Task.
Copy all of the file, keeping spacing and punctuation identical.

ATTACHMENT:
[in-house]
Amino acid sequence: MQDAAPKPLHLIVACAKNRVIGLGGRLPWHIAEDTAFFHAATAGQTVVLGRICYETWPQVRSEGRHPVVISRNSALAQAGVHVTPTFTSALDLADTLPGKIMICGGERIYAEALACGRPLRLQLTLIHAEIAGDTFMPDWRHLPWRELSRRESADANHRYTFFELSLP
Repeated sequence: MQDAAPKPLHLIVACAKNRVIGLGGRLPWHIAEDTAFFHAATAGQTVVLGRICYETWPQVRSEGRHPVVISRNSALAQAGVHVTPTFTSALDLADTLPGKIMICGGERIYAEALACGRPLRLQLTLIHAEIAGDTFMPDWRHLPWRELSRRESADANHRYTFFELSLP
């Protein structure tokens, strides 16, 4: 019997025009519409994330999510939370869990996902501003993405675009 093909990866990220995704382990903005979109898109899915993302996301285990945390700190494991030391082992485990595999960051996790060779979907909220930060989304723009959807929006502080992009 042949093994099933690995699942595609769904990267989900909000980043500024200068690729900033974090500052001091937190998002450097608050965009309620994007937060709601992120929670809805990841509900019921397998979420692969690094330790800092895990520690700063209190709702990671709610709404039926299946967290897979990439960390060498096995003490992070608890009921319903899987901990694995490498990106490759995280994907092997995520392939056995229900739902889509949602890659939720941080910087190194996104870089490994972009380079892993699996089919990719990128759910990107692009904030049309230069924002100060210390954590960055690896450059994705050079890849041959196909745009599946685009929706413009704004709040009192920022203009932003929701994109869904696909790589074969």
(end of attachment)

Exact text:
[in-house]
Amino acid sequence: MQDAAPKPLHLIVACAKNRVIGLGGRLPWHIAEDTAFFHAATAGQTVVLGRICYETWPQVRSEGRHPVVISRNSALAQAGVHVTPTFTSALDLADTLPGKIMICGGERIYAEALACGRPLRLQLTLIHAEIAGDTFMPDWRHLPWRELSRRESADANHRYTFFELSLP
Repeated sequence: MQDAAPKPLHLIVACAKNRVIGLGGRLPWHIAEDTAFFHAATAGQTVVLGRICYETWPQVRSEGRHPVVISRNSALAQAGVHVTPTFTSALDLADTLPGKIMICGGERIYAEALACGRPLRLQLTLIHAEIAGDTFMPDWRHLPWRELSRRESADANHRYTFFELSLP
């Protein structure tokens, strides 16, 4: 019997025009519409994330999510939370869990996902501003993405675009 093909990866990220995704382990903005979109898109899915993302996301285990945390700190494991030391082992485990595999960051996790060779979907909220930060989304723009959807929006502080992009 042949093994099933690995699942595609769904990267989900909000980043500024200068690729900033974090500052001091937190998002450097608050965009309620994007937060709601992120929670809805990841509900019921397998979420692969690094330790800092895990520690700063209190709702990671709610709404039926299946967290897979990439960390060498096995003490992070608890009921319903899987901990694995490498990106490759995280994907092997995520392939056995229900739902889509949602890659939720941080910087190194996104870089490994972009380079892993699996089919990719990128759910990107692009904030049309230069924002100060210390954590960055690896450059994705050079890849041959196909745009599946685009929706413009704004709040009192920022203009932003929701994109869904696909790589074969």